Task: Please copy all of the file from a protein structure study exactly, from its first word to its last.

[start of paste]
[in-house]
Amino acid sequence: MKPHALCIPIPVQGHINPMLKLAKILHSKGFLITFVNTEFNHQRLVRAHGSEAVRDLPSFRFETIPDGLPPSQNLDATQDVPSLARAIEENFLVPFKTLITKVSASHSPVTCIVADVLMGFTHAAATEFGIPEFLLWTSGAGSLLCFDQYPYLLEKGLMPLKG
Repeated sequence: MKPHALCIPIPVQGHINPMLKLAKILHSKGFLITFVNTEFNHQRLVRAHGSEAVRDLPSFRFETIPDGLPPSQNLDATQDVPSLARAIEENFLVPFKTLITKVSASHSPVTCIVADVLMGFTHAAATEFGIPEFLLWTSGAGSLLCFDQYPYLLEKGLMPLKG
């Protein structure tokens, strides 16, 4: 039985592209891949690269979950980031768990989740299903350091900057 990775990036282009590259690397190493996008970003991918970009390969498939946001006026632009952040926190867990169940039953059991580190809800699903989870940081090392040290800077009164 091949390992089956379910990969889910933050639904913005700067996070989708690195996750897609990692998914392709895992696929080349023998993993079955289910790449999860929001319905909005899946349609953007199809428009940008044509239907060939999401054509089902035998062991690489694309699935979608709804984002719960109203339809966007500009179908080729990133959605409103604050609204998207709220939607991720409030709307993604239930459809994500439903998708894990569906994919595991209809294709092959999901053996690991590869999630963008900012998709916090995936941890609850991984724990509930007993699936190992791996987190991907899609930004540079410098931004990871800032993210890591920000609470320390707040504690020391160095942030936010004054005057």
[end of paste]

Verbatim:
[in-house]
Amino acid sequence: MKPHALCIPIPVQGHINPMLKLAKILHSKGFLITFVNTEFNHQRLVRAHGSEAVRDLPSFRFETIPDGLPPSQNLDATQDVPSLARAIEENFLVPFKTLITKVSASHSPVTCIVADVLMGFTHAAATEFGIPEFLLWTSGAGSLLCFDQYPYLLEKGLMPLKG
Repeated sequence: MKPHALCIPIPVQGHINPMLKLAKILHSKGFLITFVNTEFNHQRLVRAHGSEAVRDLPSFRFETIPDGLPPSQNLDATQDVPSLARAIEENFLVPFKTLITKVSASHSPVTCIVADVLMGFTHAAATEFGIPEFLLWTSGAGSLLCFDQYPYLLEKGLMPLKG
């Protein structure tokens, strides 16, 4: 039985592209891949690269979950980031768990989740299903350091900057 990775990036282009590259690397190493996008970003991918970009390969498939946001006026632009952040926190867990169940039953059991580190809800699903989870940081090392040290800077009164 091949390992089956379910990969889910933050639904913005700067996070989708690195996750897609990692998914392709895992696929080349023998993993079955289910790449999860929001319905909005899946349609953007199809428009940008044509239907060939999401054509089902035998062991690489694309699935979608709804984002719960109203339809966007500009179908080729990133959605409103604050609204998207709220939607991720409030709307993604239930459809994500439903998708894990569906994919595991209809294709092959999901053996690991590869999630963008900012998709916090995936941890609850991984724990509930007993699936190992791996987190991907899609930004540079410098931004990871800032993210890591920000609470320390707040504690020391160095942030936010004054005057």